Western incursion into Africa brought with it a repudiation of everything original to the continent. The African way of doing things were classified as backward, unscientific and barbaric. To the point of death from malaria, the westerners that first set foot on Africa refused to drink the herbal remedies offered by the kind natives to alleviate their suffering. Indigenous knowledge was regarded as baseless and summarily dismissed as superstition.

Intuition, metaphysics, sixth sense and other sources of knowledge long depended on, tried and tested by Africans were de-emphasized and western “scientific” method was upheld as the ultimate. The outdoor learning culture of Africans was scoffed at and African children were made to seat in classrooms just like in Europe, to learn the history of the Europeans, the Geography of Europe and the language of the colonialists.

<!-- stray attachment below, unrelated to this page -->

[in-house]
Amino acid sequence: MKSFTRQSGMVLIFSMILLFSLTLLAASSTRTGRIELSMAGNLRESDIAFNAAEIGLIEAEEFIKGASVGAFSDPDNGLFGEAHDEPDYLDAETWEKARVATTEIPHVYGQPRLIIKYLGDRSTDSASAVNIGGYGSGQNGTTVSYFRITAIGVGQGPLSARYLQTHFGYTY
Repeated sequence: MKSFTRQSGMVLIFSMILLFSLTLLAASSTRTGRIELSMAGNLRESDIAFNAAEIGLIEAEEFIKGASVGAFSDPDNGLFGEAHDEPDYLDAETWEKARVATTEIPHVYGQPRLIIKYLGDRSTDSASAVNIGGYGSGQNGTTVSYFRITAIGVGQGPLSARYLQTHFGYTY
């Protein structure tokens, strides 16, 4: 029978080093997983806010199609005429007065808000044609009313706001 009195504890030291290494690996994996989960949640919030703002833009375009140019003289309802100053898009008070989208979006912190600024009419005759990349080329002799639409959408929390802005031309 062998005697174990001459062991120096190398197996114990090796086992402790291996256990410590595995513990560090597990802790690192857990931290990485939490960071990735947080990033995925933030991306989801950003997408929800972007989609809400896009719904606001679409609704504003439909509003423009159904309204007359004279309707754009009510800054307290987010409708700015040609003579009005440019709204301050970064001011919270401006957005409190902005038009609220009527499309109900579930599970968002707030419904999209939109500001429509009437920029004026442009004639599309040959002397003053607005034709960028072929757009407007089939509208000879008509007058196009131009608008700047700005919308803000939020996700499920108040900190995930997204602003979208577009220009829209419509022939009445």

Education became an enigma for the young and impressionable African child, who looked on with confused eyes as his blue eyed teacher explained that Mungo Park discovered the source of the Niger River in 1796. Unable to comprehend, the young child ponders over the fact that the source of the Niger River is just a stone throw away from his home, and yet his forefathers, who lived, fished and farmed on the edge of the river, could not “discover” it. Ashamed of his lineage, the African boy considers the Europeans heroic to have traveled thousands of miles to ‘discover’ a river just by the nose of his own people. He dreams of being like the Europeans, the great discoverers, and understandably looses any regard for his ‘ignorant’ people. The deep rotted inferiority complex leads him to dismiss whatever is African; cloth, food, culture, values, speech, technology and medicine as inadequate and in that same mind-set, he rears his children.